Margules' 3 suffix equations for binary solution derivation

In summary, Margules' 3 suffix equations are used to calculate the excess Gibbs free energy of a binary solution and are named after scientist Richard Zsigmondy Margules. They differ from other equations by considering both enthalpy and entropy changes. The main assumptions are that the solution is ideal and that the interactions between different components are the same in both liquid and vapor phases. They can be derived from thermodynamic principles and have practical applications in the chemical industry, geology, and environmental science.
  • #1
Indicate briefly how the Margules' 3 suffix equations are derived for a binary solution.

ln gamma1 = [A12 + (B12 - A12)x1](x2)^2

ln gamma2 = [B12 + (A12 - B12)x2](x1)^2

Any idea how this would be shown.. :S
 
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  • #2
You have the model for the excess gibbs energy, right? You can calculate the activity coefficient from the excess free energy model by differentiating wrt to the no of moles of component i, keeping the Temp, pressure constant.

For example, look at this thread
 
  • #3


The Margules' 3 suffix equations are a set of equations used to describe the activity coefficients (ln gamma) of a binary solution. These equations were developed by the German chemist Richard Wilhelm Heinrich Margules in the late 19th century. They are derived from the Gibbs-Duhem equation, which relates the partial molar properties of a solution.

To derive the Margules' 3 suffix equations, we start with the expression for the excess Gibbs free energy (Gex) of a binary solution:

Gex = x1x2(A12x1 + B12x2)

Where x1 and x2 are the mole fractions of the two components, and A12 and B12 are the Margules' parameters. This equation assumes that the solution follows Raoult's law, which states that the partial pressure of a component in a solution is equal to its mole fraction multiplied by its vapor pressure in the pure state.

Using the Gibbs-Duhem equation, we can express the excess Gibbs free energy in terms of the activity coefficients (ln gamma):

Gex = RT(x1ln gamma1 + x2ln gamma2)

Equating the two expressions for Gex and rearranging, we get:

ln gamma1 = (A12x1 + B12x2)/x1RT

ln gamma2 = (A12x1 + B12x2)/x2RT

Substituting for x1 and x2 in the above equations, we get the Margules' 3 suffix equations:

ln gamma1 = [A12 + (B12 - A12)x1](x2)^2

ln gamma2 = [B12 + (A12 - B12)x2](x1)^2

These equations show that the activity coefficients of the two components are dependent on both the mole fractions and the Margules' parameters. They are useful in predicting the behavior of binary solutions and can be used to calculate values such as boiling points, vapor pressures, and solubility.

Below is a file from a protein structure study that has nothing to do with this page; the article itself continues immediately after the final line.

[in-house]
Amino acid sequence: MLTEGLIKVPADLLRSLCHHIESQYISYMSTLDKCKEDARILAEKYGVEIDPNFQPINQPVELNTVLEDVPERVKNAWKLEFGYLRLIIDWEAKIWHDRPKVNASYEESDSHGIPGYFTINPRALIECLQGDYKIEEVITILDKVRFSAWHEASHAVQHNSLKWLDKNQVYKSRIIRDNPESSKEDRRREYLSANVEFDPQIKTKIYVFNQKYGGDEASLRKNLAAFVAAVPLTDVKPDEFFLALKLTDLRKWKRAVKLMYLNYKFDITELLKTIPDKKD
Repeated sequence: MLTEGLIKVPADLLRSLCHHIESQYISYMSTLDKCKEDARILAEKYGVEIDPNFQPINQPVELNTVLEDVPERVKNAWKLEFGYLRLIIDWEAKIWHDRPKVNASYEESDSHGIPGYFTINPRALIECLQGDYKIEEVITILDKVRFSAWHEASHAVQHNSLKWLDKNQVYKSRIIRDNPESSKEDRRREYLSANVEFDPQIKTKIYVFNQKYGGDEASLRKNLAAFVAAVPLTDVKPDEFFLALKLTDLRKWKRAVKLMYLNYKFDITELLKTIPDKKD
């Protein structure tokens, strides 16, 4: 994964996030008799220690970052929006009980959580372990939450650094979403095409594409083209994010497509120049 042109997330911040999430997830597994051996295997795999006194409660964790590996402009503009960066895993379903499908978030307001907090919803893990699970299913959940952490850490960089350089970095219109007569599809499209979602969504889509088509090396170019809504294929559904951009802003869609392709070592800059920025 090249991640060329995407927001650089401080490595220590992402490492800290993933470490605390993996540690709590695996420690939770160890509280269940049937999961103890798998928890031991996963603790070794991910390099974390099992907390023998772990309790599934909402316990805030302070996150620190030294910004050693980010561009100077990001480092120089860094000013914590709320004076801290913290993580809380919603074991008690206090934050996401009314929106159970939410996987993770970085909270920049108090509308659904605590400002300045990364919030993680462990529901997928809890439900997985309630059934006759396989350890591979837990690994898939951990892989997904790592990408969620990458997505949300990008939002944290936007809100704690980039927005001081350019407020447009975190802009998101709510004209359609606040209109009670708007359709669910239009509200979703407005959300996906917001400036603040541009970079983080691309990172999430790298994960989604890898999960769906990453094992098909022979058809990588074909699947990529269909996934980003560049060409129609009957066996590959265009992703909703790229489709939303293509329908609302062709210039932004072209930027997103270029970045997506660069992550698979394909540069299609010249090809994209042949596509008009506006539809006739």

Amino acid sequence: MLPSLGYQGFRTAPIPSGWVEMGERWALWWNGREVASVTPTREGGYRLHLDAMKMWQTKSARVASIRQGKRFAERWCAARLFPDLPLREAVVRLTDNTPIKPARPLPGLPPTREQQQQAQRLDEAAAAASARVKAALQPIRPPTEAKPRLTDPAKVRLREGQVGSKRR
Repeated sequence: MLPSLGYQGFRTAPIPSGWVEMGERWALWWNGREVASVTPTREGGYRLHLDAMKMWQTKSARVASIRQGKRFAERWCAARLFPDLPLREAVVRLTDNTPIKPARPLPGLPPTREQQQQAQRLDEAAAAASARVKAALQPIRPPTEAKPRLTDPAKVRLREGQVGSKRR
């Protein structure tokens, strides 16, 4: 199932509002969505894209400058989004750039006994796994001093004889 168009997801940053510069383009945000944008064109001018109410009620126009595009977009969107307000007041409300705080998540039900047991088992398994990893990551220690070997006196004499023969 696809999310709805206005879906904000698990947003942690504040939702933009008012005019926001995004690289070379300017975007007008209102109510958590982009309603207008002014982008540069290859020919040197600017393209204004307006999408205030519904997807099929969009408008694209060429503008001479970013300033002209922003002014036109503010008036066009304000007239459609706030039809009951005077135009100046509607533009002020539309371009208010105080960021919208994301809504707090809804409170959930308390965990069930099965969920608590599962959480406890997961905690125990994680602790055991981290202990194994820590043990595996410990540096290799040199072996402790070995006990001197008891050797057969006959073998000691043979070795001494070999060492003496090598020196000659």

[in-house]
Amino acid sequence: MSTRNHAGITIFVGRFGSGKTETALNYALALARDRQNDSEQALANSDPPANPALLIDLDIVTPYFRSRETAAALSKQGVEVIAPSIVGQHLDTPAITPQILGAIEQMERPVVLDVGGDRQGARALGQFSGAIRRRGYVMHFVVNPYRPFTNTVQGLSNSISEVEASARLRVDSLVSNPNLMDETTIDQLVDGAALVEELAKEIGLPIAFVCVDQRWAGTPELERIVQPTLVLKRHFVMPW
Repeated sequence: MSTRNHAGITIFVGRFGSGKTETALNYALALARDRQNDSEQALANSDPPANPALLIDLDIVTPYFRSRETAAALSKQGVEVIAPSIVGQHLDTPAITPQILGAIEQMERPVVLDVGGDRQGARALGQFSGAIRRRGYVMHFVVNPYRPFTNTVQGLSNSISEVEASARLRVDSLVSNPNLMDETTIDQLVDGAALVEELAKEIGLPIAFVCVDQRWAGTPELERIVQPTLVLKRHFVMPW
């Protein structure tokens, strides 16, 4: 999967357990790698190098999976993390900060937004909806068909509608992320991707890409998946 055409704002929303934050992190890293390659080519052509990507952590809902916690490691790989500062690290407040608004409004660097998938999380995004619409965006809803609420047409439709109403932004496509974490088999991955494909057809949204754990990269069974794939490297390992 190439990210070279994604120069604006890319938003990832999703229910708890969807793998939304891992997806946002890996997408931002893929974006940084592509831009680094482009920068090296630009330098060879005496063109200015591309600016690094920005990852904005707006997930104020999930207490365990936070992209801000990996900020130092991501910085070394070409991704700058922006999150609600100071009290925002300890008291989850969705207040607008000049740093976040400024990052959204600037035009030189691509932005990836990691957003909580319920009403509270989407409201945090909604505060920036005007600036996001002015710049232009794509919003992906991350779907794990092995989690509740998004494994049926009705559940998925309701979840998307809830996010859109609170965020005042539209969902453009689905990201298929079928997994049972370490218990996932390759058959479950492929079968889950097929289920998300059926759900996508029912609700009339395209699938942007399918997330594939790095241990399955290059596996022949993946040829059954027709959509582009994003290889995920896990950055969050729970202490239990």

In summary, the Margules' 3 suffix equations are derived from the Gibbs-Duhem equation and are used to describe the activity coefficients of a binary solution. They are important tools in understanding the properties of solutions and have been widely used in various fields of chemistry and engineering.
 

1. What are Margules' 3 suffix equations for binary solution derivation?

Margules' 3 suffix equations are mathematical equations used to calculate the excess Gibbs free energy of a binary solution. They are named after the scientist Richard Zsigmondy Margules, who developed them in the early 20th century. The equations take into account the interactions between the molecules of the two components in a solution.

2. How do Margules' 3 suffix equations differ from other equations used for binary solution derivation?

Margules' 3 suffix equations are unique in that they take into account both the enthalpy and entropy changes in a solution, while other equations may only consider one or the other. This makes them more accurate and applicable to a wider range of solutions.

3. What are the assumptions made in Margules' 3 suffix equations?

The main assumptions made in Margules' 3 suffix equations are that the solution is ideal, meaning there are no interactions between the molecules of the same component, and that the interactions between the molecules of different components are the same in both the liquid and vapor phases.

4. How are Margules' 3 suffix equations derived?

Margules' 3 suffix equations are derived using thermodynamic principles and equations, such as the Gibbs-Duhem equation and Raoult's law. They can also be derived from the Redlich-Kister equation, which is a more general equation for excess Gibbs free energy.

5. What are the practical applications of Margules' 3 suffix equations?

Margules' 3 suffix equations are commonly used in the chemical industry to predict the behavior of binary solutions, such as mixtures of solvents, liquid-liquid extraction processes, and polymer solutions. They are also used in geology and environmental science to study the interactions between different components in natural solutions, such as seawater.

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